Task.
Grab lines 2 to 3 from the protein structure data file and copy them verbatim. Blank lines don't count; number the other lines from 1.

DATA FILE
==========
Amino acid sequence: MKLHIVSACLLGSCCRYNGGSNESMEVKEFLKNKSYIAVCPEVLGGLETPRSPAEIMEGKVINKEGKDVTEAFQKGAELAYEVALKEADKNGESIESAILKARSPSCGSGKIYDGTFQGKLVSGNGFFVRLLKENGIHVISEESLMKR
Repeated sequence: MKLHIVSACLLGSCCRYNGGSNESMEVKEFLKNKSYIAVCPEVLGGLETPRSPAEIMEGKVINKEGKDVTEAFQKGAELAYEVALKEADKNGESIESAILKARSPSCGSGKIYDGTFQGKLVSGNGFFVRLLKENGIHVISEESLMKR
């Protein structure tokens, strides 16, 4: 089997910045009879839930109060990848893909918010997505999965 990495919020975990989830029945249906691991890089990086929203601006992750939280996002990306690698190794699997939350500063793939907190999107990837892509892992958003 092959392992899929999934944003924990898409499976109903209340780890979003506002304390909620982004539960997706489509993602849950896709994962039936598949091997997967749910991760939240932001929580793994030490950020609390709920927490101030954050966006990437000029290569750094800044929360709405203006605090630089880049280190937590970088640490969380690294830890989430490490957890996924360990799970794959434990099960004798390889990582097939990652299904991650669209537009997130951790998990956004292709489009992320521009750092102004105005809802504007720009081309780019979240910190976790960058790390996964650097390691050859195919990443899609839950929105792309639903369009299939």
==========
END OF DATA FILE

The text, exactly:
Repeated sequence: MKLHIVSACLLGSCCRYNGGSNESMEVKEFLKNKSYIAVCPEVLGGLETPRSPAEIMEGKVINKEGKDVTEAFQKGAELAYEVALKEADKNGESIESAILKARSPSCGSGKIYDGTFQGKLVSGNGFFVRLLKENGIHVISEESLMKR
């Protein structure tokens, strides 16, 4: 089997910045009879839930109060990848893909918010997505999965 990495919020975990989830029945249906691991890089990086929203601006992750939280996002990306690698190794699997939350500063793939907190999107990837892509892992958003 092959392992899929999934944003924990898409499976109903209340780890979003506002304390909620982004539960997706489509993602849950896709994962039936598949091997997967749910991760939240932001929580793994030490950020609390709920927490101030954050966006990437000029290569750094800044929360709405203006605090630089880049280190937590970088640490969380690294830890989430490490957890996924360990799970794959434990099960004798390889990582097939990652299904991650669209537009997130951790998990956004292709489009992320521009750092102004105005809802504007720009081309780019979240910190976790960058790390996964650097390691050859195919990443899609839950929105792309639903369009299939």